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Scott Bruun: The Importance of Winston Churchill in Portland

Wednesday, November 19, 2014


Winston Churchill Statue, via iStock

My oldest daughter was in tears when she got off the school bus that day.  In fact she was nearly inconsolable.  This was several years ago now, when she was in fifth grade, but I remember it like it was yesterday. You see up to that point my daughter had usually worn her hair long and thick.  But that day, owing to the haircut her parents had insisted upon, she went to school for the first time in her life with short hair.

Well kids will be kids, and boys will be boys.  And it just so happened that the boy my daughter had a crush on, one who also happened to ride her same school bus, decided to tease my daughter about her short hair all the ride home that day. 

That evening at the dinner table, after she had calmed a bit, we had a long discussion about boys, teasing, and the “sticks and stones” stuff.  To cheer her up, I also told her a famous story of Winston Churchill.  The one where Churchill is purportedly intoxicated in public, and is accused of such by a female member of parliament.  “Winston, you are drunk!” she said. To which Churchill immediately responded, “I am drunk. Tomorrow I’ll be sober but you will still be ugly.”

She loved that story, and on the school bus the next day she was prepared.  When the same boy began to tease her again, she composed herself and calmly said: “My hair is short.  It will grow back but you will still be a dork.”  Apparently the boy was speechless.

Words simply cannot describe a father’s pride.

Far beyond his quick and transferable wit, Churchill remains a remarkable figure – and arguably the greatest statesman of the 20th Century. Courage, resolve, brilliance and an unprecedented ability to communicate were just a few of the many attributes that made Churchill and his leadership so uniquely inspirational.

November 30, 2014 will mark Winston Churchill’s 140th birthday.  For the last twenty-three of those, including a black-tie event scheduled this week at The Arlington Club, the Chartwell Society of Oregon has been celebrating Churchill’s birthday and monumental legacy.  

The event in Portland this year will include toasts, short speeches, and a dinner comprised of Churchill’s favorite dishes and imbibements – including Yorkshire pudding and Hine cognac.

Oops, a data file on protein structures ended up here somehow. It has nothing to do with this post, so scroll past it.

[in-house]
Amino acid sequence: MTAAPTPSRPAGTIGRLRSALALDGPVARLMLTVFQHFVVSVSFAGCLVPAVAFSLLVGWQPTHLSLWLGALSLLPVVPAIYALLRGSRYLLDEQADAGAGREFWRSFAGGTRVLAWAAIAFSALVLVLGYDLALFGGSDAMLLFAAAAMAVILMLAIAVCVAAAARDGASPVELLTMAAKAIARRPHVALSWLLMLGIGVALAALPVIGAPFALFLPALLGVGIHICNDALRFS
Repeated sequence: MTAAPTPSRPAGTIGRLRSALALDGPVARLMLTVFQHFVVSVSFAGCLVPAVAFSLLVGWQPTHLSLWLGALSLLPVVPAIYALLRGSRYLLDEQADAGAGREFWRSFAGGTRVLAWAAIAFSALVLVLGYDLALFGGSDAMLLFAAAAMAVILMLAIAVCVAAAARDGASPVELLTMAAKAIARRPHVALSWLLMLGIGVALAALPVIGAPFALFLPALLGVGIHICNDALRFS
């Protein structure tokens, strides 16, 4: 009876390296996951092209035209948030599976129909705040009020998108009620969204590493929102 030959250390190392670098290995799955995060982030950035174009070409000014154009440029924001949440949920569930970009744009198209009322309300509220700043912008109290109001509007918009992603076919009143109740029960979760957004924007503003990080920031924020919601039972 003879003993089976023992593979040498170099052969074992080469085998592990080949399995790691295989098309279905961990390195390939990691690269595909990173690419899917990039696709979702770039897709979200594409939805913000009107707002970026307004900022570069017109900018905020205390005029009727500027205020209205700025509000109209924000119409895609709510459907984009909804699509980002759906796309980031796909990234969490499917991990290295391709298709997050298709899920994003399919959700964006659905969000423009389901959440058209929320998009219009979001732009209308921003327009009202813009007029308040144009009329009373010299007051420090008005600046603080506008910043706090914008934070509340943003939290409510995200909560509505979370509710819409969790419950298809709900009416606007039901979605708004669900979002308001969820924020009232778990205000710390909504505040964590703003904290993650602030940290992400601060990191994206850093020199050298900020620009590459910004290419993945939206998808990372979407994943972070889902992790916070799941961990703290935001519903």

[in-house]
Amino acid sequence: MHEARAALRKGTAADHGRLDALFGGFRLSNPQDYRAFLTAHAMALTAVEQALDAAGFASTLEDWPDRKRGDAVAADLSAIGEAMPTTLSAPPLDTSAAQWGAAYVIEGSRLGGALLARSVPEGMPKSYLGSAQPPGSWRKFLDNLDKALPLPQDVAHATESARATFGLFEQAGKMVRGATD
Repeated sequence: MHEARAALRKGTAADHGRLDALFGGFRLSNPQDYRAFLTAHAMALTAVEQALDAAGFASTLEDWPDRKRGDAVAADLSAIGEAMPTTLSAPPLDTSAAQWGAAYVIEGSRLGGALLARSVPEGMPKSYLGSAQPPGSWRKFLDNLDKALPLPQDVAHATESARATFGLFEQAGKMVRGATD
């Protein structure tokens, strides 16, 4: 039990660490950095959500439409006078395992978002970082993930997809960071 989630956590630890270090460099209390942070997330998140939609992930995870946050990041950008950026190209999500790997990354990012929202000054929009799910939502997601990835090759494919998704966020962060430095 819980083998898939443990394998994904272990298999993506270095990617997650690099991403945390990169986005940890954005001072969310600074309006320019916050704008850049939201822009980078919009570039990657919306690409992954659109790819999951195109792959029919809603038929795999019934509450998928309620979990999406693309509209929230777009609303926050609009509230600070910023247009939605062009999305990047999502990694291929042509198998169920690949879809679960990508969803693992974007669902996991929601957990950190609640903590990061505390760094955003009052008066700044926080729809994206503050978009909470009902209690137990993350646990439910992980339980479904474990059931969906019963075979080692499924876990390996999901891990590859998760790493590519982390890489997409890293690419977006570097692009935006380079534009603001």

All things Churchill will be celebrated, but not just Churchill.  The dinner also celebrates the legacies of King George the Sixth, Charles DeGaulle, Ike, and President Franklin Roosevelt.  

Most years, the toasts for King George and DeGaulle are delivered by Oregon’s Honorary Consul for Great Britain and the Republic of France, respectively. Last year, the toast for President Roosevelt was given by State Rep. Brent Barton, while this year’s toast to the same will be given by Leanne Littrell DiLorenzo, the successful chief petitioner of Oregon’s recently passed Ballot Measure 89. 

Also last year, to mark the fifty-year anniversary of his death and to acknowledge his lifelong reverence for Churchill, a moving tribute was given in the memory of President John F. Kennedy.

So what’s the point?  Why come together every year to formally celebrate Churchill and others?  Well, if it’s just an occasion to dress up, eat well, and reminisce about things that most of us were not alive to experience, there would be little point at all.  Instead, the purpose of the Portland dinner, the purpose of recalling the great people and events of history, is to inform the present; to help people understand the history that created the world as it is, and use those lessons to better guide the future as we might want it to be. Or at least avoid the same mistakes.

When looking at challenges at home and abroad, are we not well served by understanding history?  How we got here?  And if we do understand history, then is there really anything in the world that is, whether good or bad, inexplicable? 

Churchill thought not.  He was a devout student of history.  And as we move forward we could do worse than remembering his history.  Remembering the man who voiced the confidence to “never surrender” to tyranny.  The man who could find humor in most situations, and help my daughter find hers. Even the man who had the ability and humility to change his mind as facts changed, believing it “more important to be correct than consistent.”

Imagine what our state, our country and this world would look like if a few more of our leaders remembered those timeless traits.

Scott Bruun is a fifth-generation Oregonian and recovering politician. He lives with his family in the 'burbs, yet dutifully commutes every day to Portland, where he earns his living on the fifth floor of Big Pink. 


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